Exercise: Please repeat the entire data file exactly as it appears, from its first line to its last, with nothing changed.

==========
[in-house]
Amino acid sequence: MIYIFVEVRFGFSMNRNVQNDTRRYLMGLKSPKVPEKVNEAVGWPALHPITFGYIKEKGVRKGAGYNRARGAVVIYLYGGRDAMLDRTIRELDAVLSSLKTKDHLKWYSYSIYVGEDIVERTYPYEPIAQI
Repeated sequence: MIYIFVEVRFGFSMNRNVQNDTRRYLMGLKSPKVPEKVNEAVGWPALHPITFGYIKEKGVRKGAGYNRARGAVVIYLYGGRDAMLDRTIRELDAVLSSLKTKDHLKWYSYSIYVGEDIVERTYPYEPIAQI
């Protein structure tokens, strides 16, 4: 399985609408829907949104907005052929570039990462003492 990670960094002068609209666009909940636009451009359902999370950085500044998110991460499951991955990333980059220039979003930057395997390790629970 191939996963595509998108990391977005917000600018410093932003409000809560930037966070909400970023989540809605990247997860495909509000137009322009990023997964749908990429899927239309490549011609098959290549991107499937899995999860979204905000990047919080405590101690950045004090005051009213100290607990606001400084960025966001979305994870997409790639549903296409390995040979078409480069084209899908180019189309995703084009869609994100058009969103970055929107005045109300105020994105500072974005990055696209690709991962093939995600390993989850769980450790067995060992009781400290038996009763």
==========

[in-house]
Amino acid sequence: MIYIFVEVRFGFSMNRNVQNDTRRYLMGLKSPKVPEKVNEAVGWPALHPITFGYIKEKGVRKGAGYNRARGAVVIYLYGGRDAMLDRTIRELDAVLSSLKTKDHLKWYSYSIYVGEDIVERTYPYEPIAQI
Repeated sequence: MIYIFVEVRFGFSMNRNVQNDTRRYLMGLKSPKVPEKVNEAVGWPALHPITFGYIKEKGVRKGAGYNRARGAVVIYLYGGRDAMLDRTIRELDAVLSSLKTKDHLKWYSYSIYVGEDIVERTYPYEPIAQI
């Protein structure tokens, strides 16, 4: 399985609408829907949104907005052929570039990462003492 990670960094002068609209666009909940636009451009359902999370950085500044998110991460499951991955990333980059220039979003930057395997390790629970 191939996963595509998108990391977005917000600018410093932003409000809560930037966070909400970023989540809605990247997860495909509000137009322009990023997964749908990429899927239309490549011609098959290549991107499937899995999860979204905000990047919080405590101690950045004090005051009213100290607990606001400084960025966001979305994870997409790639549903296409390995040979078409480069084209899908180019189309995703084009869609994100058009969103970055929107005045109300105020994105500072974005990055696209690709991962093939995600390993989850769980450790067995060992009781400290038996009763």